Homebuyers should apply the “buyer beware” principle when purchasing a house. In Manitoba, sellers complete a Property Disclosure Statement as part of an Offer to Purchase. However, currently they are not legally required to disclose every detail or issue with their home. This means that buyers are responsible to do their own due diligence and home inspections as part of the home buying process.
Even though the onus is largely placed on a buyer to inspect the property, it is important as a seller to be aware of which information and/or defects on the property must be disclosed. There is a significant distinction between “patent” or “latent” property defects.
A patent defect is one that is plainly visible and can easily be spotted during a home inspection. Examples of patent defects are broken windows, drywall cracks, sagging gutters, or rotten woodwork. As these defects are easily identified during a property inspection, the buyer will have no legal remedy for dealing with these defects after the deal is closed.
Latent defects, on the other hand, are hidden and cannot be spotted during a normal viewing. If the seller is aware of a latent defect that could make the home dangerous or uninhabitable, the seller has a legal requirement to disclose the defect to the buyer. Sellers are also not allowed to intentionally hide a defect that would normally be visible for all to see. Examples of latent defects are foundational problems, basement flooding, or a leaky roof.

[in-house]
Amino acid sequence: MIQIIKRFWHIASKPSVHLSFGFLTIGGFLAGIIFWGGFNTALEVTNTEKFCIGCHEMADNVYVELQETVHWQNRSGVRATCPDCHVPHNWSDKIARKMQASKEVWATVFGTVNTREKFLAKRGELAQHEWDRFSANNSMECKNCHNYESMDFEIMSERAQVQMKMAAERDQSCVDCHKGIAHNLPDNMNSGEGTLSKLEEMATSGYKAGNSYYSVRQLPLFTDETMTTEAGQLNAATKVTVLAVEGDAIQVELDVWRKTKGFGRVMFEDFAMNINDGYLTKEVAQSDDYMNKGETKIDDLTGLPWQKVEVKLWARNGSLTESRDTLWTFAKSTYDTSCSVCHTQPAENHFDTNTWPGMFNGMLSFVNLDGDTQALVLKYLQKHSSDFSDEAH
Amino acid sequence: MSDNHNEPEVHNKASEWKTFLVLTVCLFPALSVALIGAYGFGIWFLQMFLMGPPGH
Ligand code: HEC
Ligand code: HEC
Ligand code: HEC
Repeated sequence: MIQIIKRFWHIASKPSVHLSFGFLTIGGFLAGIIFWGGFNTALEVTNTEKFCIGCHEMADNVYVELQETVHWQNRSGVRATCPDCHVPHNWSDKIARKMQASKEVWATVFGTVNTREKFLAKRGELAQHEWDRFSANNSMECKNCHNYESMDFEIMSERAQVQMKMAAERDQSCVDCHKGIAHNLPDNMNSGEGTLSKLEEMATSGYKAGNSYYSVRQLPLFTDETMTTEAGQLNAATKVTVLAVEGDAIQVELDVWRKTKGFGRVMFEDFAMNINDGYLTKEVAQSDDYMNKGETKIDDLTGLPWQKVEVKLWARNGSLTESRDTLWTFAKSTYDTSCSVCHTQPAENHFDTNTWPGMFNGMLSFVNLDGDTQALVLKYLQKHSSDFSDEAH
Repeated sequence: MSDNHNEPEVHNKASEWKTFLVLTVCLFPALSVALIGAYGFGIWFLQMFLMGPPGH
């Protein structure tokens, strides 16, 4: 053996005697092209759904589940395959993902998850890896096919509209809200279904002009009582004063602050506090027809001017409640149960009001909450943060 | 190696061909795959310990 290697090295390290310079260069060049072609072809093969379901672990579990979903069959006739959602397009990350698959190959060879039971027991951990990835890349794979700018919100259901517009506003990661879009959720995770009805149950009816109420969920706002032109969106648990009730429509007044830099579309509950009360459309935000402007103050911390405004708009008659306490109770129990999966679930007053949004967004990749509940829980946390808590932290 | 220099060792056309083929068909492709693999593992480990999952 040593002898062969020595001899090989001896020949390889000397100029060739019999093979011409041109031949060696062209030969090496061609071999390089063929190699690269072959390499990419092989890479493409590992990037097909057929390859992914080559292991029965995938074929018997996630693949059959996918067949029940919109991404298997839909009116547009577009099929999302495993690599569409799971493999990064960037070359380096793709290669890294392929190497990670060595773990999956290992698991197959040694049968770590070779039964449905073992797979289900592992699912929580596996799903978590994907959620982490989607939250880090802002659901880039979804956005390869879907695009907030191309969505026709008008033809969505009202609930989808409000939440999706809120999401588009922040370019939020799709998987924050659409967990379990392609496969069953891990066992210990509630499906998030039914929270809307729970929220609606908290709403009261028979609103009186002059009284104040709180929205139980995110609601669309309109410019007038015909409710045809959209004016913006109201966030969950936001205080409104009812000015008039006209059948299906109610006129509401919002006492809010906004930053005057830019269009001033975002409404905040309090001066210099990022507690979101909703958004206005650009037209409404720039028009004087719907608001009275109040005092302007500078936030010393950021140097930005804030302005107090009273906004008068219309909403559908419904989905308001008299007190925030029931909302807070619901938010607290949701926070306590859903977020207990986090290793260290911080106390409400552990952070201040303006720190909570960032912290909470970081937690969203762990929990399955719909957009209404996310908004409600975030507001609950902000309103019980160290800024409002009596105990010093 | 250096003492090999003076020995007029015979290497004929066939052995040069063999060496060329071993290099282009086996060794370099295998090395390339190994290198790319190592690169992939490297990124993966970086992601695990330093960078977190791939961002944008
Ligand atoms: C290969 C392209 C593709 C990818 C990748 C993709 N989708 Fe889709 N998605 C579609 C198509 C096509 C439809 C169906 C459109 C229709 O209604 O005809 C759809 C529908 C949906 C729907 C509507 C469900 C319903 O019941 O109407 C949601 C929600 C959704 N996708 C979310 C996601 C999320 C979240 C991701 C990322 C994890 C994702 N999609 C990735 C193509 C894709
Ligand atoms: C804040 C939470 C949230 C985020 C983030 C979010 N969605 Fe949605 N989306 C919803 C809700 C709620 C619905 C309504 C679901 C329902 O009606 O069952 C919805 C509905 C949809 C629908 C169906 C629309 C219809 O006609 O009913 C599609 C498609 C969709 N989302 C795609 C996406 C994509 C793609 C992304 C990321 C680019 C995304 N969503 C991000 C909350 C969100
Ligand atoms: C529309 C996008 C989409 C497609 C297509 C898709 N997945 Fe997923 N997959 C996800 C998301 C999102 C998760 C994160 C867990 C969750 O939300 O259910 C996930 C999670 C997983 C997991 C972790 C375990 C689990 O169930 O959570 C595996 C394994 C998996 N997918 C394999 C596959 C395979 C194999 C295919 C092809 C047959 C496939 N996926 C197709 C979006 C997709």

The standard Offer to Purchase form used by the Manitoba Real Estate Association contains a clause which requires all sellers to complete a “Property Disclosure Statement”. The seller cannot give a false answer or information about the property. A Property Disclosure Statement provides buyers with notice of any material issues to the home.
When completing the Property Disclosure Statement, the seller will be asked questions such as “Are you aware of any roof leakage, structural issues, or any rodent or insect infestation?” If the seller answers “yes” to any of these questions, they are required to provide an explanation and details of the issue. It is important that the seller fills out the Property Disclosure Statement truthfully and thoroughly as the buyers are relying on it as part of their due diligence. If a seller has not disclosed a known issue in the Property Disclosure Statement or is dishonest, that may be grounds for a legal claim against them in the future.
DISCLAIMER: This article is written for informational purposes only and does not constitute legal advice. The views expressed are solely the author’s and should not be attributed to any other party, including Meighen Haddad LLP. If you need legal advice, please call our office at (204) 727-8461.
published 17 July 2023